Monday, June 30, 2014

Fly Swatter – Fixing Safety Problems

Recently, our group was assisting a heavy manufacturing organization that commonly used Total Quality Manufacturing (TQM) and Total Productive Maintenance (TPM) techniques.  They had some small Continuous Improvement (CI) Teams that engaged in solving the front line day-to-day difficulties which commonly occur in operations of organizations worldwide. 

Our Zero-Incident Performance (ZIP™) Process includes resolving safety issues by engaging teams of employees in a structured problem solving process.  One discussion quickly went toward why the front line CI Team concept struggles with delivering in depth solutions to more complex safety problems.  At the end of our discussion, we concluded that day-to-day problems are kind of like swatting the flies which buzz around and need to be eliminated.  A small front line employee group comes together and relatively rapidly solves the equipment related issues that typically occur with TQM and TPM.  Our thoughts were that TPM-type maintenance teams dealt with about 90% equipment and about 10% human interaction.  The TQM approach within the quality environment was felt to be more like 70-80% equipment/product-related process issues and 20-30% human interaction.

We also agreed that in safety, solving the day-to-day, reactive level one and level two equipment and condition issues occur relatively quickly with a fairly classic CI Team approach.  However, once the hardware weaknesses are mostly in control, the focus quickly shifts to about 90% people/behavior realities which cause the overwhelming majority of workplace incidents/injuries.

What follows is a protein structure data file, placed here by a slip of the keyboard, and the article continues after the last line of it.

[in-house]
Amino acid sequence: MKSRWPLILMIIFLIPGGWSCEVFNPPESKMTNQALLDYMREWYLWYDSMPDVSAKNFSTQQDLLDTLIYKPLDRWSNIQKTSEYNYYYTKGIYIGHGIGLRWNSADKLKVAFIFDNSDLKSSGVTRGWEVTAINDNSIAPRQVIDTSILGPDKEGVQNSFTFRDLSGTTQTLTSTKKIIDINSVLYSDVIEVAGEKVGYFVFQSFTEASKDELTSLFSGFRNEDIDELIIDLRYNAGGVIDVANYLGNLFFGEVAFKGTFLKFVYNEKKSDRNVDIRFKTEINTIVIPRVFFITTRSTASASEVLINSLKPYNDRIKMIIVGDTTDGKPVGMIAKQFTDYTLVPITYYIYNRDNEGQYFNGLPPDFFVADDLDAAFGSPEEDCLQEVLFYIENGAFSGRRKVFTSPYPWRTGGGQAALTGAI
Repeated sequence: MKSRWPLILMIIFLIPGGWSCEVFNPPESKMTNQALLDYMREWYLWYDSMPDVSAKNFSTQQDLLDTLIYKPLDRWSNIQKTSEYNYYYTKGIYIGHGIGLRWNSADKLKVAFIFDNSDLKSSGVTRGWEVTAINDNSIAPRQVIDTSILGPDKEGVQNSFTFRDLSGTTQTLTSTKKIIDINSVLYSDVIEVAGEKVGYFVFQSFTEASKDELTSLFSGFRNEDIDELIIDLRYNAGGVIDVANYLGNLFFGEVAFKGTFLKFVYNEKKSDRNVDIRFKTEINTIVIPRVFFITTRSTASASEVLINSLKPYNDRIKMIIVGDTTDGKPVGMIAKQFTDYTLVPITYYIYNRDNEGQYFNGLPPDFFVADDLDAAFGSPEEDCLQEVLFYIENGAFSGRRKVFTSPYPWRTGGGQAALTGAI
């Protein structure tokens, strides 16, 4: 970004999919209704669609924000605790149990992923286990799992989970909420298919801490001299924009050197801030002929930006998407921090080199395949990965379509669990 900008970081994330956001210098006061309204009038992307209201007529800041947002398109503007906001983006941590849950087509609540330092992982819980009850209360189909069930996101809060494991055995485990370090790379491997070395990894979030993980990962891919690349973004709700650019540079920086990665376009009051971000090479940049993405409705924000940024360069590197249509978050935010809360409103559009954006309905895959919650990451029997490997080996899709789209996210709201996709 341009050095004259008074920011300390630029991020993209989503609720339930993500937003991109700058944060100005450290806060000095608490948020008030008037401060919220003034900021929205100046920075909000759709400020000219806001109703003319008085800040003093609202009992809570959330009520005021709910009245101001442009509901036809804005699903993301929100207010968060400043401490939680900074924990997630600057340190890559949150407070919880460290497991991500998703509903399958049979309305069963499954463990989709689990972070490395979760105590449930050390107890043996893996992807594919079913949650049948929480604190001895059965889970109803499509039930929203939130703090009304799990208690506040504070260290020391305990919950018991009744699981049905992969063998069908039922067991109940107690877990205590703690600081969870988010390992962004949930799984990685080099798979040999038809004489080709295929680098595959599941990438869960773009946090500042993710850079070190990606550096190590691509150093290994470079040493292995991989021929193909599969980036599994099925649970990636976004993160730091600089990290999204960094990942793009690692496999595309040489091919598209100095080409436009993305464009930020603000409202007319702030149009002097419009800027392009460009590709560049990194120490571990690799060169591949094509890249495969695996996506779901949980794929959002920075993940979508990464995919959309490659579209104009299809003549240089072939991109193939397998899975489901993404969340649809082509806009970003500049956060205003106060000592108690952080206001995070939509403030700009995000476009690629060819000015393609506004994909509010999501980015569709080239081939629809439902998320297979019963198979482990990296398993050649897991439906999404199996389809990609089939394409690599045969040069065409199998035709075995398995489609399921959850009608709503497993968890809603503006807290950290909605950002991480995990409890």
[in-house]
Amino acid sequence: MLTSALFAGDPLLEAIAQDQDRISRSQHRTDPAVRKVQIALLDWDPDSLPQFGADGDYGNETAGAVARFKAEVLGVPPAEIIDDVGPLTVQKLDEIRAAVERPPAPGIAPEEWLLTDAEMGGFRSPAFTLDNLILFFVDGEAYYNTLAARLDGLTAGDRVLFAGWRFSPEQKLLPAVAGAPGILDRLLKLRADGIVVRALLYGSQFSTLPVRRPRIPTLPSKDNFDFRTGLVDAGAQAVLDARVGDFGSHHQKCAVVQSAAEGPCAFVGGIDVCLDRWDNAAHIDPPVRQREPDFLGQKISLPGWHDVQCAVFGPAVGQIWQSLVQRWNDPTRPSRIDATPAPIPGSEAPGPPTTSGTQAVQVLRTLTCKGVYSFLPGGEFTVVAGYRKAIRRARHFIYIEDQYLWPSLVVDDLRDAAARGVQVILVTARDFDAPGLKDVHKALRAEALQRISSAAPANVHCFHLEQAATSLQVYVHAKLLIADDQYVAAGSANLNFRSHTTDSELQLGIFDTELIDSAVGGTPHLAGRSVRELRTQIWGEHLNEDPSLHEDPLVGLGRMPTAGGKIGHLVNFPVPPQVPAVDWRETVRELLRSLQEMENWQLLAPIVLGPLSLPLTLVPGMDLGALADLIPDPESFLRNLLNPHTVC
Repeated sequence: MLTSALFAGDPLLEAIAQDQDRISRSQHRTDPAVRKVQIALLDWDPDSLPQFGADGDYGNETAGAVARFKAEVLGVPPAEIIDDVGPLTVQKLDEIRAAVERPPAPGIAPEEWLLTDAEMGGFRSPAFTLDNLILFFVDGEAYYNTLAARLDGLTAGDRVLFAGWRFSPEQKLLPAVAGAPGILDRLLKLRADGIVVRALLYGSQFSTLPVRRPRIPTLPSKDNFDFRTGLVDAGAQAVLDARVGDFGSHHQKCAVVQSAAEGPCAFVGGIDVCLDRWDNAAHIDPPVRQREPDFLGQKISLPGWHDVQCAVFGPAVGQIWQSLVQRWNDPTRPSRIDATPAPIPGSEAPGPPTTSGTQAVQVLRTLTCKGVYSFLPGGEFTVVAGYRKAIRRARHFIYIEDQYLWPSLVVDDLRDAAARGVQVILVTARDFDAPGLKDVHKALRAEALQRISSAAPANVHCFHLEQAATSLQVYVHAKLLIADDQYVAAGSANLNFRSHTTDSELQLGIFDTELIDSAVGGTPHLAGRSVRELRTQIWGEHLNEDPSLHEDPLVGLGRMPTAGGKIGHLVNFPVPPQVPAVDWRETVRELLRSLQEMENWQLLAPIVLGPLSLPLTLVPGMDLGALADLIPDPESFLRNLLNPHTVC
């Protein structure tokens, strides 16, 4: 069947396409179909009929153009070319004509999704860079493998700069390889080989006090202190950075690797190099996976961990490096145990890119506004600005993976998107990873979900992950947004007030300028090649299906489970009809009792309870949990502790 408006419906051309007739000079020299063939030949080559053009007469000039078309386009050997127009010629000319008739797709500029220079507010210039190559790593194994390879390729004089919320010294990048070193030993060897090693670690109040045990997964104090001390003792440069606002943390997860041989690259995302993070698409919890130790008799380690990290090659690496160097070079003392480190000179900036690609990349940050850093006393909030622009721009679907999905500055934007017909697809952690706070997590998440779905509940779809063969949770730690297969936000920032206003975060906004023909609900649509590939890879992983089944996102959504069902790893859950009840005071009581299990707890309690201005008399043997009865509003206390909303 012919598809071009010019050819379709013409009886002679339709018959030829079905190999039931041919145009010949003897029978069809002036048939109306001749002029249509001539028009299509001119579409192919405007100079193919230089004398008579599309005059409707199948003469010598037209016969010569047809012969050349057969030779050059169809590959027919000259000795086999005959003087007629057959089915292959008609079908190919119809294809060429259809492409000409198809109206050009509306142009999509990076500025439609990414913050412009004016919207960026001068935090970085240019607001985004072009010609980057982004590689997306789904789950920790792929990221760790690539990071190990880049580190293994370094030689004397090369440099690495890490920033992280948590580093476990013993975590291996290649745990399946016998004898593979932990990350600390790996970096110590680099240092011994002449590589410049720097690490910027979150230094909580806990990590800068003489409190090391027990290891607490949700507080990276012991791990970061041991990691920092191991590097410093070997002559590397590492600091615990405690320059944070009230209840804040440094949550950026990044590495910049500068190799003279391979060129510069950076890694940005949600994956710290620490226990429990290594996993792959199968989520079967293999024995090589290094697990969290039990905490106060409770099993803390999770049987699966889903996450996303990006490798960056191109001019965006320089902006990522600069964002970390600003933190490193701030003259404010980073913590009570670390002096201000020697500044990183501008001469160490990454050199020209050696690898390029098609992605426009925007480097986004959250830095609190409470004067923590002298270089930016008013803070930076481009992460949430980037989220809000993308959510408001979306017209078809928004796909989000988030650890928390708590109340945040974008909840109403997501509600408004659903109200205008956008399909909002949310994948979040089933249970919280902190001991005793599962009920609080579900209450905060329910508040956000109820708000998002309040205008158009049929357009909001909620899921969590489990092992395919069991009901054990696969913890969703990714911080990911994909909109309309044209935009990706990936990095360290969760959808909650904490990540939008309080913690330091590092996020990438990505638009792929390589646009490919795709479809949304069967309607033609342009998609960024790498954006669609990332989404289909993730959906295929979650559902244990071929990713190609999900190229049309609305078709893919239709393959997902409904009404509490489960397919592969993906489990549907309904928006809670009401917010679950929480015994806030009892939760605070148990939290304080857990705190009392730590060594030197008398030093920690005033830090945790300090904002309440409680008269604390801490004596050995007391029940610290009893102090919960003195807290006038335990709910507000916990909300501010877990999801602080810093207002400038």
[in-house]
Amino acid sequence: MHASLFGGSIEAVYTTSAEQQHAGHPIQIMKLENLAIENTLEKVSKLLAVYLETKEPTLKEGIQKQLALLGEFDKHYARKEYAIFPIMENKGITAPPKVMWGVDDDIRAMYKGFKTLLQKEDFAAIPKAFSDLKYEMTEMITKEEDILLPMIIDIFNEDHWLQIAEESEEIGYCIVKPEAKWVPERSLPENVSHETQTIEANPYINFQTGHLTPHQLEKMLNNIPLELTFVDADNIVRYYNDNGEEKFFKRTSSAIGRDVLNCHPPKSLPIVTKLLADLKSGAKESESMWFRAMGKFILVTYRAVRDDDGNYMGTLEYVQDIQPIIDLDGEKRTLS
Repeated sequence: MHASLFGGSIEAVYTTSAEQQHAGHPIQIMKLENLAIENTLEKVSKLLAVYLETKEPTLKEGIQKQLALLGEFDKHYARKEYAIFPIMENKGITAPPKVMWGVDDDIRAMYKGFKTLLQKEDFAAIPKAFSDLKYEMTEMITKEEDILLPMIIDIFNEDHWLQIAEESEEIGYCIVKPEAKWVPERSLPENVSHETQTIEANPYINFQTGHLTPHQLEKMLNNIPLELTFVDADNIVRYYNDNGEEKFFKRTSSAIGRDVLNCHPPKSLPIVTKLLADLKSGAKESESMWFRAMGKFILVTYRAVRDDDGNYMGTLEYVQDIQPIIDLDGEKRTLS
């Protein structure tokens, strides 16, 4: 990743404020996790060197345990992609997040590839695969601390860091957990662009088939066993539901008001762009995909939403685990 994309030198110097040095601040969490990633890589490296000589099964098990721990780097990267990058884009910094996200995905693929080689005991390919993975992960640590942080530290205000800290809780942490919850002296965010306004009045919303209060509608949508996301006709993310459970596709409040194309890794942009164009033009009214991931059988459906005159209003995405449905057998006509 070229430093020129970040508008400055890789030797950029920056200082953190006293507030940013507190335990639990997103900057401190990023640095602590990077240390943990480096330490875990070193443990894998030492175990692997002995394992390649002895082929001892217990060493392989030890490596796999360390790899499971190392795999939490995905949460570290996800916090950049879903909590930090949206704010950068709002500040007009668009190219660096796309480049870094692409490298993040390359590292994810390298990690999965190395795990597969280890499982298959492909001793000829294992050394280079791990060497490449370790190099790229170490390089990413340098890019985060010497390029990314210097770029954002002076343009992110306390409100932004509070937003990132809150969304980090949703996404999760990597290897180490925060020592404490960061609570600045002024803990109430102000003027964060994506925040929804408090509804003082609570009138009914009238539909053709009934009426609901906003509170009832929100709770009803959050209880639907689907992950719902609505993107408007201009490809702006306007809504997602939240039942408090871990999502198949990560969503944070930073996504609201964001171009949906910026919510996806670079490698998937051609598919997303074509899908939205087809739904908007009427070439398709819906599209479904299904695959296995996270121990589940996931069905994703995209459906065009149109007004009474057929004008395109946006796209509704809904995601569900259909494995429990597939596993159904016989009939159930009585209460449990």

Herein is the issue for the front line CI Team approach.  In safety, culture and behavior process issues require far more time and involvement intensity than is available with the typical 1-2 hour CI Team event.  These more in depth safety process Rapid Improvement Workshop (RIW) teams are monitored and their progress is adjusted by a cross-functional, cross-organizational steering team. In turn the RIW teams are made up of hourly, supervision and upper management personnel who are trained on how to do the more intensive error proofing of upstream human processes. This results in error proofed processes with well thought out and tested people components which help deliver sustainable downstream low incident number realities. 

The RIW cross-functional teams typically meet off and on over a 60-90 day time frame to develop and proof a complete solution safety process which includes components like: pilot trials, accountabilities that help deliver solutions, practical accountability based audits, policy statements allied with the processes, cookbooks as to how the total organization delivers the interpersonal results and…..  This is way beyond what a 1-2 hour CI Team can accomplish.  And, likewise, so are the upstream and downstream results noticeably beyond that available via day-to-day fly swatting.  However, both approaches are necessary to get a zero-incident safety culture to occur and to be sustainable in the long term.

The Doc            

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